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India Consults On Unitary Taxation Proposals

by Mary Swire,, Hong Kong

29 April 2019

India's Central Board of Direct Taxes has launched a new consultation on proposals to amend Article 7 of India's double tax treaties on attributing profits to permanent establishments, and rule 10 in the Income Tax Rules, 1962, to establish a formula to bring within the charge to Indian tax a proportion of profits of a multinational deemed to have a significant digital presence in India. The country is considering using a formulary apportionment approach, akin to that proposed under the EU's Common Corporate Tax Base initiative.

The EU is considering, as part of its CCTB proposal, replacing the current outdated tax rules on multinational companies with a "unitary taxation" approach that would require that multinational companies are taxed, and revenues are apportioned based on taxing rights allocated to states according to factors such as turnover, sales, and employment levels. This is intended to more closely align tax outcomes with value creation, in line with the recommendations of the OECD in its base erosion and profit shifting (BEPS) project.

In India, from April 1, 2019, new digital permanent establishment rules were introduced. These are intended to expand the definition of business connection to India to include a non-resident entity with a "significant economic presence (SEP)" in the country. These new rules are intended to newly catch those companies that do significant business in India through digital channels but who would not be caught by preexisting permanent establishment rules.

Specifically, through the 2018 Finance Act, the definition of "business connection" was clarified to provide that a non-resident's significant economic presence in India shall constitute "business connection" of the non-resident in India, and the "significant economic presence" for this purpose shall mean:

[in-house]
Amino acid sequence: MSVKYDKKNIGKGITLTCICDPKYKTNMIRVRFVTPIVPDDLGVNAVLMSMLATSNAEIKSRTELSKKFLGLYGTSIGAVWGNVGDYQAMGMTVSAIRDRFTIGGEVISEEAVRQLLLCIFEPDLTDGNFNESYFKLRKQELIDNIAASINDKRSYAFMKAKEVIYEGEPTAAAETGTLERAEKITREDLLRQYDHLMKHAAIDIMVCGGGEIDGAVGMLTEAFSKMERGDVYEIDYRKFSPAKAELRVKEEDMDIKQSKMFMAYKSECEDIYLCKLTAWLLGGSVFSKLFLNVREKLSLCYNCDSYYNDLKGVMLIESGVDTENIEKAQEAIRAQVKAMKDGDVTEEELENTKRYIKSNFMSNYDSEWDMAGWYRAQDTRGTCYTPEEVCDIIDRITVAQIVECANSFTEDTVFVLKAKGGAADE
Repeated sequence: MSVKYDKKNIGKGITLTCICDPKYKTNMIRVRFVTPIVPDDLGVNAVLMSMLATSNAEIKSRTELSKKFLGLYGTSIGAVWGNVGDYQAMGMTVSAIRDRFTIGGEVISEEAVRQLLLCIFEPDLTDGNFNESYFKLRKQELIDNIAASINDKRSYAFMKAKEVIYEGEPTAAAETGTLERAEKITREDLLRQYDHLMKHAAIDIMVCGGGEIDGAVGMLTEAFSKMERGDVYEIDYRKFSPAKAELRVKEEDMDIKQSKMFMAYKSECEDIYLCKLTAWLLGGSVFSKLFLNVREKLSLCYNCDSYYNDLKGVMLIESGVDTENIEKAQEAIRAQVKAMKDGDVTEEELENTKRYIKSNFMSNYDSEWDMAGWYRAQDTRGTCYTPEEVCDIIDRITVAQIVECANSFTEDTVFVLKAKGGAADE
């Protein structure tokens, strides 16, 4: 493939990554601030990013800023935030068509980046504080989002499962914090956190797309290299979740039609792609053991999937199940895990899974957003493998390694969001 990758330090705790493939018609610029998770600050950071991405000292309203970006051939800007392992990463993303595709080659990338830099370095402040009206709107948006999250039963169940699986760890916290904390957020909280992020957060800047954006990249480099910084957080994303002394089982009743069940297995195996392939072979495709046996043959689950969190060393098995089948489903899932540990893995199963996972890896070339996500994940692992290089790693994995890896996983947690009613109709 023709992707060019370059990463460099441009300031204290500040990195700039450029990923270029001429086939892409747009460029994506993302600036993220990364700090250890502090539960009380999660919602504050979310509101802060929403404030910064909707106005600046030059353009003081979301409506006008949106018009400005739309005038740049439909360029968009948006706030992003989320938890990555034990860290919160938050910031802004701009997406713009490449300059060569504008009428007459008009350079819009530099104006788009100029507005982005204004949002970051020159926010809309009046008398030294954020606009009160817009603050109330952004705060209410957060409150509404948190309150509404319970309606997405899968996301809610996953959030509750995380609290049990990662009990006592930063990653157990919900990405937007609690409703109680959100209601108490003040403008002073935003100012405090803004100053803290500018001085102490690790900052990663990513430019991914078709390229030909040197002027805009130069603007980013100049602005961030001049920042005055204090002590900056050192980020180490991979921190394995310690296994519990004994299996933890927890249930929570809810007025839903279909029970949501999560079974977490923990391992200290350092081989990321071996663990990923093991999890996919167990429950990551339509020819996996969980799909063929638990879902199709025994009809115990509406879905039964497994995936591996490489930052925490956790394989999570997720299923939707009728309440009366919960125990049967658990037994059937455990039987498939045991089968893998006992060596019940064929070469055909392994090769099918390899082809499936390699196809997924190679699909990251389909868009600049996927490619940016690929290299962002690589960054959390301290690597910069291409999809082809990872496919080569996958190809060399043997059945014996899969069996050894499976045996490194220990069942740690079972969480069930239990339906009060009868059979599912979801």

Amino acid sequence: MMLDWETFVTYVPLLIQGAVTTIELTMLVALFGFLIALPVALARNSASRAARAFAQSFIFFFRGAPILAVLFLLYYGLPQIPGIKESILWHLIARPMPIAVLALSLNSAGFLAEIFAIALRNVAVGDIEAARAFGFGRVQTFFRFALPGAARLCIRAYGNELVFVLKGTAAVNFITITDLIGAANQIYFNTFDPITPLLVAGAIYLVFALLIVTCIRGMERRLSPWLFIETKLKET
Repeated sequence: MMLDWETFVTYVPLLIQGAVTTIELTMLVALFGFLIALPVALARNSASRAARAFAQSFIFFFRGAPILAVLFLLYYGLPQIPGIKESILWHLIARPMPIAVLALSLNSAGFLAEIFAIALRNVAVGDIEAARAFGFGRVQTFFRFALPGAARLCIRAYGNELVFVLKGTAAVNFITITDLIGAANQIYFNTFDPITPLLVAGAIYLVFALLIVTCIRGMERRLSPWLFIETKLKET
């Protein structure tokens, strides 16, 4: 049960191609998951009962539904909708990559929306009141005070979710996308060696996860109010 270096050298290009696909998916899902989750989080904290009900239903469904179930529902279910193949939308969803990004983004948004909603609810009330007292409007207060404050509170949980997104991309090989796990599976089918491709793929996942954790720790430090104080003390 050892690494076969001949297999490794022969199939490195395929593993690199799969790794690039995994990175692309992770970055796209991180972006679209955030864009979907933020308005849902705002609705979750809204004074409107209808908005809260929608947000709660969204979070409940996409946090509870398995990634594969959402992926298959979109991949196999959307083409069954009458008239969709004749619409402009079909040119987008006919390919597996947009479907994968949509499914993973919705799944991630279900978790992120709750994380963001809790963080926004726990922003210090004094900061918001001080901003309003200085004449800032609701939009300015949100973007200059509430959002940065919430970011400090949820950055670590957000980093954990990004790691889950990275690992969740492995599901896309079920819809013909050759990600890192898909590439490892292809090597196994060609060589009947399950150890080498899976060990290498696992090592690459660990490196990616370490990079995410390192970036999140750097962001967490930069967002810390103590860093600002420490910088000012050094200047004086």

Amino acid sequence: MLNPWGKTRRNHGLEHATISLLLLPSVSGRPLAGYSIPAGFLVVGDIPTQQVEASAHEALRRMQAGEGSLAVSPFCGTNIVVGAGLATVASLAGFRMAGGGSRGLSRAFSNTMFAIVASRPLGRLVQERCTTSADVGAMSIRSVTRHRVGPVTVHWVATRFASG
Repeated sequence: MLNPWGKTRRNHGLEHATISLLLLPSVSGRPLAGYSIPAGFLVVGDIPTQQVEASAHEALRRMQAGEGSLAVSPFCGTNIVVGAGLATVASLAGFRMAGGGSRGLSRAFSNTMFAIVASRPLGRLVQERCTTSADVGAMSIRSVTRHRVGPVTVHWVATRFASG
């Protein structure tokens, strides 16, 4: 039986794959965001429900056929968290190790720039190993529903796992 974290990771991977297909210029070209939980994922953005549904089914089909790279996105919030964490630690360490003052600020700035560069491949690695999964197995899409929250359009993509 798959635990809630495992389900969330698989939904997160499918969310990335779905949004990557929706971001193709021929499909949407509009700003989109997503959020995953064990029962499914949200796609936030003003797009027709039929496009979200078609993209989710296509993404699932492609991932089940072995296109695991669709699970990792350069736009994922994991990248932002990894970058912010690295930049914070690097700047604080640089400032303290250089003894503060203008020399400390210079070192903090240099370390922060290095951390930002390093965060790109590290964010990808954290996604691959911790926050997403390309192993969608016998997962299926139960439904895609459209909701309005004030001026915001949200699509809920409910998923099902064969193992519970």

• (i) any transaction in respect of any goods, services or property carried out by a nonresident in India including provision of download of data or software in India if the aggregate of payments arising from such transaction or transactions during the previous year exceeds the amount as may be prescribed; or
  • systematic and continuous soliciting of its business activities or engaging in interaction with such number of users as may be prescribed, in India through digital means.

Further, it provided that the transactions or activities shall constitute significant economic presence in India, whether or not the agreement for such transactions or activities is entered into in India or the non-resident has a residence or place of business in India or renders services in India. Moreover, it also provided that only so much of income as is attributable to the transactions or activities referred above shall be deemed to accrue or arise in India.

The Indian Government's latest work looks to clarify the application of these rules. Specifically, the Indian Government is consulting on the recommendations of a task force on: first, potential changes to India's rules on profit attribution under Article 7 of its double tax agreements; and, second, how rule 10 the Income Tax Rules can be amended to provide specific rules on how profits should be attributed to non-resident persons having a PE in India through the new significant digital presence test.

The consultation is on recommendations put forward on the threshold to determine that a company has a significant digital presence, and on how to calculate profits attributable to activities in India, with different formulas prescribed depending on the "level of user intensity" in a multinational's business model and digitally facilitated activities in India.

TAGS: Finance | tax | business | India | agreements | transfer pricing | services | Tax | BEPS

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